Even within spiritual traditions that, to the outsider, seem intrinsically related, this sort of thoughtless eclecticism can cause profound and far-reaching issues. In his article That’s the Way Indians Do It, Mi’kmaw author Daniel Crowfeather writes,

“Now, as these Nations try to reclaim their heritage, many are adopting ceremonies and practices that rightfully belong elsewhere. This can lead to further loss of their own culture, and to a great deal of confusion caused by potentially conflicting beliefs. As an example, there is a growing circle of Mi’kmaw people who have adopted the Sundance from the plains Nations. The Sundance was originally intended to honour the buffalo, which we have never had here in the Maritimes. Because the Sundance tradition is not strongly rooted in the Mi’kmaw culture, it is also being changed by the adoption: I have heard a Mi’kmaw Sundancer claim that nobody can become a Medicine Person for the Mi’kmaq unless they have completed a full commitment to the Sundance. Apparently the Mi’kmaq have been doing it wrong for over ten thousand years…In this case, the adoption of someone else’s tradition has created confusion and, worse yet, has created rifts between different segments of a Nation.”

To Crowfeather, and to the Mi’kmaw people, the introduction of a Plains First Nation ceremony has been incredibly problematic. Someone has tried to combine strawberry jam with couscous and the result has been stomach-turning. Rather than promote community, friendship, and togetherness, the Sundance has accomplished the opposite when introduced to another system; a system which does not possess the enabling conditions and internalized belief structure that make the ceremony so powerful and vital to the people from whom it originated.

It’s been said that one should master one spiritual system before one begins to learn another, and in my own experience this is true, which brings us to the idea I’m going to call the Magical Computer.

computerWe might think of the human being as a computer (no quips about deus ex machina, please…it’s not as original as you think). And different computers have different internal architecture and different operating systems. Some operate on Windows while others use the iOS. Still, others operate on Android, Linux, Chrome, Blackberry, and so on. Each system has its merits and flaws, and each can accomplish similar things according to its own operational parameters. Spiritual systems are like this. For example, let us assume that Sufism is Windows (after all, Rumi wrote, “close the language door, and open Love’s window…” ha) and Wicca is iOS (because you can cut an Apple to find a pentacle). Both spiritual traditions can create ritual, just as both operating systems can create written documents. The end product (spiritual development) may be the same, but the underlying code and the way each functions is quite different, and they are frequently incompatible.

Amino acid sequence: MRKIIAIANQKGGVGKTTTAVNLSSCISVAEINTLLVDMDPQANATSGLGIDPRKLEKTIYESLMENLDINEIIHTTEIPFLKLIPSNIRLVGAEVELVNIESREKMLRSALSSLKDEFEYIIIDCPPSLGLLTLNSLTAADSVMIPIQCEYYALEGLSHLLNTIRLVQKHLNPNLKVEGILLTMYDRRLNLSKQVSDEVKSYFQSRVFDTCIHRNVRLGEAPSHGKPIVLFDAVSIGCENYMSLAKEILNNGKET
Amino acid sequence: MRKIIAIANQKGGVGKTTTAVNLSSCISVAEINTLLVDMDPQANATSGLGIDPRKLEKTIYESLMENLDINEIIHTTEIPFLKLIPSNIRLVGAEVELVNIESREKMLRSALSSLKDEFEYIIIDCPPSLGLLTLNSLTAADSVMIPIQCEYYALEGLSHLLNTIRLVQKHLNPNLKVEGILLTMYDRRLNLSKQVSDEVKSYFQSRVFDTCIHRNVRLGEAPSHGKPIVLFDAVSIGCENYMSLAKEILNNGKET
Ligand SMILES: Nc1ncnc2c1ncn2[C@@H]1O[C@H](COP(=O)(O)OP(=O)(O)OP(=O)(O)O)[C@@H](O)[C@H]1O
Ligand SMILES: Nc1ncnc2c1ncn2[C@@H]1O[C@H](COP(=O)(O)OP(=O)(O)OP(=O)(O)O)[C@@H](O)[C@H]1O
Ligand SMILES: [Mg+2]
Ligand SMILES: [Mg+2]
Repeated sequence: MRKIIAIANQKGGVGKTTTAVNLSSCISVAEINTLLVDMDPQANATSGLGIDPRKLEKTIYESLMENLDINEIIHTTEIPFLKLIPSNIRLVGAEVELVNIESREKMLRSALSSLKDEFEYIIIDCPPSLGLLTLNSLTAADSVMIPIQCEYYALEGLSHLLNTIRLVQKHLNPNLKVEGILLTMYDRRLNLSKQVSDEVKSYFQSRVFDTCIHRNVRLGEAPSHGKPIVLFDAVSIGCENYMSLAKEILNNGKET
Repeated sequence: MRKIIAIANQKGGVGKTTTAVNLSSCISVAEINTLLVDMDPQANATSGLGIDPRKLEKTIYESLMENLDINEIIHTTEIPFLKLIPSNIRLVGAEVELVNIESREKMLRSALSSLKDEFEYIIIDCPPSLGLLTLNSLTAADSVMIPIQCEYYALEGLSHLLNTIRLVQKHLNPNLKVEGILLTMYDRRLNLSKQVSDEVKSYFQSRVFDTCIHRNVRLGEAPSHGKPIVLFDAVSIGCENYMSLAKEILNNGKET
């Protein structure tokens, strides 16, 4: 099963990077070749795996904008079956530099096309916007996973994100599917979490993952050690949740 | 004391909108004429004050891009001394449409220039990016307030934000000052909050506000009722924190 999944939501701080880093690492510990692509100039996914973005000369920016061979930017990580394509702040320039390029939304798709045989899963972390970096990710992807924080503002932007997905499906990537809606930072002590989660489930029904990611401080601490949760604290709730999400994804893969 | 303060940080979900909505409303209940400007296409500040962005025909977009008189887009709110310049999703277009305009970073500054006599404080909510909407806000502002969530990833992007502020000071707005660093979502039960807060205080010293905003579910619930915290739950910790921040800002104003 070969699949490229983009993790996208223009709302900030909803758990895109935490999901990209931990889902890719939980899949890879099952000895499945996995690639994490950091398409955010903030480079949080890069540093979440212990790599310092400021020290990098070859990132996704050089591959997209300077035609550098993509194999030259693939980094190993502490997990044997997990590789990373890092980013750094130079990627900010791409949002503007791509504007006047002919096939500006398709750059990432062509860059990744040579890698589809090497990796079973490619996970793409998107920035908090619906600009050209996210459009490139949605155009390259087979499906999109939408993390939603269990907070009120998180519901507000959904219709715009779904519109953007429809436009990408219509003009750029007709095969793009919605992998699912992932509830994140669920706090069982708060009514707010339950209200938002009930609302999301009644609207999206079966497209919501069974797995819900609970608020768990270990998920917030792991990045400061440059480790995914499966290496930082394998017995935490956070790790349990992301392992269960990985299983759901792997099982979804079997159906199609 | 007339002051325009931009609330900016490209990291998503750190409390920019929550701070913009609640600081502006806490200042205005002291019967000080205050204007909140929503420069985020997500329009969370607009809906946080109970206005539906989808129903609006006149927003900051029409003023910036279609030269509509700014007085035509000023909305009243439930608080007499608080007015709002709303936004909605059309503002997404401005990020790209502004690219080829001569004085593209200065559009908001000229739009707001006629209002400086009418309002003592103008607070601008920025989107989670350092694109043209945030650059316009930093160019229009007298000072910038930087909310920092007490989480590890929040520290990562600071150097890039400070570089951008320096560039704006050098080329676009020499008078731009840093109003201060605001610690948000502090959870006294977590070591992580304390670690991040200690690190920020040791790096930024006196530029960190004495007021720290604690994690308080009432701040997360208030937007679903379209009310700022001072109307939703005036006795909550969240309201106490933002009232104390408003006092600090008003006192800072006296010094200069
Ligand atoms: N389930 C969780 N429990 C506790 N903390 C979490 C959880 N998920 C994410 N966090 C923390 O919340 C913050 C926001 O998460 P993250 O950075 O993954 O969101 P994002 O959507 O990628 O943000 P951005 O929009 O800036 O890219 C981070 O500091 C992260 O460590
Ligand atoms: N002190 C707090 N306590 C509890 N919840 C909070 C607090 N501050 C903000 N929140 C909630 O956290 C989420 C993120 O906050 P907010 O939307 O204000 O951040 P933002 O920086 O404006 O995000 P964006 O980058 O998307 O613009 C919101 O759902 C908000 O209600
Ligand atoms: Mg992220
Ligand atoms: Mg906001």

If we liken a spiritual practice to a program, not all practices work within the operative framework of all religious paths, just as a program designed for Windows won’t work on an Apple computer.  Crowfeather’s comments, quoted above, demonstrate this. Praying, in Arabic, towards Mecca has meaning for a Muslim–an internalized, powerful significance–but what would be the point in, say, a Wiccan doing the same? And what good would it do a Muslim to pray to the Moon? It’s no different than hitting ctrl+alt+del on an iMac; those keystrokes have meaning to someone using a Windows computer (usually ‘goddammit, Gates, you prick!), but not to someone using iOS.

And therein lies the risk in spiritual hodge-podgery. Many modern books on spiritual development, magical systems and mysticism reference the subconscious mind, and it’s use of symbol systems to communicate with us (always, of course, important for those who are Jung at heart). We spend our lives programming imagery into our subconscious–we fill a symbol with a meaning that we internalize; these symbols can be (sub)cultural in origin, or spiritual, or come from a number of other sources. Once again, symbols mean different things to different operating systems; their meaning is not intrinsic. A crescent moon means one thing to a Wiccan and something different to a Muslim. Neither interpretation is wrong. Each is right within the context of its own underlying conceptual framework. If we’re constantly confusing the issue–which we do when we thoughtlessly cobble together Frankenstein spiritual systems (sort of a monster mash…no?), we, at best, stunt our own progress. After all, a dream about a snake has a very different meaning for an ophidiophobe than it does a person who absolutely adores all things serpentine, and cognitive dissonance is only valuable when it forces us to examine what’s causing it. A third degree with whom I’m acquainted works with an Afro-Caribbean goddess as well. He didn’t begin this practice until he had ‘mastered’ the Wiccan system, and even so, he wisely keeps the two practices separate.

In the end, a little thought and a little consideration regarding why we do something can go a long way, just as it does when we expand from why and ask should we? In the end, just as a computer of any type needs electricity, spiritual systems do all tend to agree with the motto of the Greek Mysteries–γνῶθι σεαυτόν. Know Thyself. The road to self-knowledge is the one we all walk when we wholeheartedly practice a spiritual system, and in the end that’s the goal we all seek, regardless of which type of computer we choose to frustrate us.

And if we’re not devoted to self-knowledge, well, really…why are we wasting our time?